Tens of thousands have already signed the petition.

Milos Zeman, current Czech president, issued a short message to the incoming refugees that likely would end any respectable politician's political career further to the West: "No one has invited you to come here."

Protection for borders

In a recent poll, 75% of Czech respondents opted in favour of reinstating national borders, the erstwhile symbol of the society's imprisonment in the dystopia of "real socialism".

Rising populist politicians work relentlessly to increase society's anxiety; the only manifest terrorists in a country which that has not seen a terrorist act in decades.

They are finding support among many more than just the "losers" in the 1990s neoliberal economic transition, who now vent their frustration on the culturally-distinct refugees.

They are also being listened to by the 'petite bourgeoisie' that has gleefully participated in the dismantling of the social state; for there is no compassion to be wasted on the less fortunate.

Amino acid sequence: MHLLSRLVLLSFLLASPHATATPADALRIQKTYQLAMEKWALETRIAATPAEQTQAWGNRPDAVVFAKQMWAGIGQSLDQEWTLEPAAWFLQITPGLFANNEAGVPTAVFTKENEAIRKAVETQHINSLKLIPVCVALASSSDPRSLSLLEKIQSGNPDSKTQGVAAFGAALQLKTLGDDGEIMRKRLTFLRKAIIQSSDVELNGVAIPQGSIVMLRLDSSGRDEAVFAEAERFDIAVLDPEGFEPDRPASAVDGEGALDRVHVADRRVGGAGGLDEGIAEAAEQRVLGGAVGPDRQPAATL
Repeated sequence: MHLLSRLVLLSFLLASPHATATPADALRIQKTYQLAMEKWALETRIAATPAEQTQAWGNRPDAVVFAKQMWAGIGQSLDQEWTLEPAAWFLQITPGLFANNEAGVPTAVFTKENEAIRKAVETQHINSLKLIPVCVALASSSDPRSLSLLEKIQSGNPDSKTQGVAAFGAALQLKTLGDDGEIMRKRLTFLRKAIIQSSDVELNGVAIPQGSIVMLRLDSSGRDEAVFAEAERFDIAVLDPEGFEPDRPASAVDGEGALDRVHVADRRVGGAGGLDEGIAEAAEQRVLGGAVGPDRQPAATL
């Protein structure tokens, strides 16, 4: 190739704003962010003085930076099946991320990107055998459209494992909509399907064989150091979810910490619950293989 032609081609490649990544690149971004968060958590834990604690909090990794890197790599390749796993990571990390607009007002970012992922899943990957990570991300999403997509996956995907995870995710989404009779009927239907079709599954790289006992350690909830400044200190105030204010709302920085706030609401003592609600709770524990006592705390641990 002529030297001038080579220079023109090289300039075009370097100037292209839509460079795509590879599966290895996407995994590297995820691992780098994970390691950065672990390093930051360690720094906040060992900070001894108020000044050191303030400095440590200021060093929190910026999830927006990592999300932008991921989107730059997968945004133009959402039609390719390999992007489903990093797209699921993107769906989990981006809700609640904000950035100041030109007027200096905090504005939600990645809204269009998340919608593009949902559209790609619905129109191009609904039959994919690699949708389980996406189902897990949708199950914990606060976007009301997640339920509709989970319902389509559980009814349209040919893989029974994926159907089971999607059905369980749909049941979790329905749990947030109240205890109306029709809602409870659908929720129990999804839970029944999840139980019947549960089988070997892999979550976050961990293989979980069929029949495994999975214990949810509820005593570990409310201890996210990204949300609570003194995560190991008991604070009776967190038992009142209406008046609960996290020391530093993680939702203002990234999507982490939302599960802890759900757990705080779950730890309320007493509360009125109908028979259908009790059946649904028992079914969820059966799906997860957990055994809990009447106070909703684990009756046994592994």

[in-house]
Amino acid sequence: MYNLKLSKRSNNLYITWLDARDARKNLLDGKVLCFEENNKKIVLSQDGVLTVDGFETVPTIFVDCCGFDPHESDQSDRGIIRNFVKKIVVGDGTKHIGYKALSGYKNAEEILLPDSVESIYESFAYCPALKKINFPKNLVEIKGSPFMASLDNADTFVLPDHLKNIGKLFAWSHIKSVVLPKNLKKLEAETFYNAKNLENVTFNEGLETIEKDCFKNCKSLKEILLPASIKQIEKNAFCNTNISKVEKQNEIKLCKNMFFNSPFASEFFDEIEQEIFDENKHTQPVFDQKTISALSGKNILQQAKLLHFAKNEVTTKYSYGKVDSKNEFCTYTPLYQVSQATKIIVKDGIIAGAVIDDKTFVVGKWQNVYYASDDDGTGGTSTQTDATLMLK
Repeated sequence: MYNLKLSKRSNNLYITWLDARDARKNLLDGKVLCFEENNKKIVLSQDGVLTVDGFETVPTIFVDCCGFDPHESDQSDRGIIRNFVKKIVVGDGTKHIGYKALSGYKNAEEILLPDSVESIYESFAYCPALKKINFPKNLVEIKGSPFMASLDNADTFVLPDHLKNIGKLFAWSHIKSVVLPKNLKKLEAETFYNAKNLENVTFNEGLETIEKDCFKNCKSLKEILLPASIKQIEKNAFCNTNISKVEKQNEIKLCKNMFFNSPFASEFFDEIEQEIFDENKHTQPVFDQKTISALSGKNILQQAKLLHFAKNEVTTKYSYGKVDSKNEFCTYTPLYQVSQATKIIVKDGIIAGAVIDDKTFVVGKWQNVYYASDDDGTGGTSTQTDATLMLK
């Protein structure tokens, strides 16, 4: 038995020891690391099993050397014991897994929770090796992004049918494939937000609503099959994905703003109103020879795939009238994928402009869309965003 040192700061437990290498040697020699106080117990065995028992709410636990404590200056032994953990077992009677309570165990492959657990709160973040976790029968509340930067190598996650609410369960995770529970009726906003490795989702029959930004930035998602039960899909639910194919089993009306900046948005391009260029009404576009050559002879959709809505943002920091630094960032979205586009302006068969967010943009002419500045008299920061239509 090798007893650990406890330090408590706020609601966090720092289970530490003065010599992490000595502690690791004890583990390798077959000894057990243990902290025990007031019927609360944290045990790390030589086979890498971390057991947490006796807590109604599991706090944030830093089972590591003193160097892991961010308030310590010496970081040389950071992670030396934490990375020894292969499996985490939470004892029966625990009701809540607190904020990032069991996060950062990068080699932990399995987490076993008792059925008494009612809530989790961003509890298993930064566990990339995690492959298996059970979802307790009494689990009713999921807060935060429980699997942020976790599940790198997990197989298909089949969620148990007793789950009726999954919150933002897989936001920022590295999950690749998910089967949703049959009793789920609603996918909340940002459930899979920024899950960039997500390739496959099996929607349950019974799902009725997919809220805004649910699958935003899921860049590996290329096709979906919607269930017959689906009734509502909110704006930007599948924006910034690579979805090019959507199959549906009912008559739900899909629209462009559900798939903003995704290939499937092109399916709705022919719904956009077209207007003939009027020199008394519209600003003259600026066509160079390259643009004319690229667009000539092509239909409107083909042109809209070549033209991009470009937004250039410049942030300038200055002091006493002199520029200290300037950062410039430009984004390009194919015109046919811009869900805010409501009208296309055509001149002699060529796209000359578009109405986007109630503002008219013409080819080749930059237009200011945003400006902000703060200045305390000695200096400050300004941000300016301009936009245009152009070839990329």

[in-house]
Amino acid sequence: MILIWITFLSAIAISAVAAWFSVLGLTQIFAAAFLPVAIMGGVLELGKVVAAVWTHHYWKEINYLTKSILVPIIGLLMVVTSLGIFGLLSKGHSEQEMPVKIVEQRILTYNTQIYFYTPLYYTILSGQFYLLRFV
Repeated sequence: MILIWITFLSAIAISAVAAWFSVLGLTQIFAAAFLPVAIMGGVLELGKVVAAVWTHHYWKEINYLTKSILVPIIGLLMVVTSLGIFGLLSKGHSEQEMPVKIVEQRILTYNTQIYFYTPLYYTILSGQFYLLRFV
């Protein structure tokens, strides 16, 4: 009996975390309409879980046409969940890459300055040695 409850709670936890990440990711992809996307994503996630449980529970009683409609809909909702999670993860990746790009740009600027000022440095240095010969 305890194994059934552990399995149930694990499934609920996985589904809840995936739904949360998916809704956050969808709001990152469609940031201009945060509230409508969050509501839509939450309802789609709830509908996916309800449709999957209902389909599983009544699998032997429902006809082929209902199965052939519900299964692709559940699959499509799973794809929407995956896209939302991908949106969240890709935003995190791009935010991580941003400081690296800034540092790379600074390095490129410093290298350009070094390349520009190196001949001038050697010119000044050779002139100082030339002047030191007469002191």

People do not need protection; borders and the newly-found national values do.

Neoliberalism is no longer merely a prescription to rid society of corruption and wasteful spending. After the last economic crisis, it is being reinvigorated as a means of cultural preservation, fending against the "aliens" who wish to feed upon the welfare state.

By and large, the political elite have their ears to the ground, which makes them hard to look up to.

Nationalistic outlook

They share the nationalistic outlook of the masses, showing scant enthusiasm for the European political project, while becoming unnerved at any suggestions that money could cease flowing from Brussels.

Czech prime minister, Bohuslav Sobotka, a Social Democrat, is on record saying that "European funds are a means of solidarity. They should not be linked to solving the migration crisis."

Such understanding of solidarity is perhaps as far removed from the "responsibility for the world" that was at the core of the first post-revolutionary president Vaclav Havel's political programme.

Sobotka’s statement, coming from a representative of a state that, incidentally, is one of the greatest recipients of EU aid, may betray a lack of maturity of the political classes in new EU member states.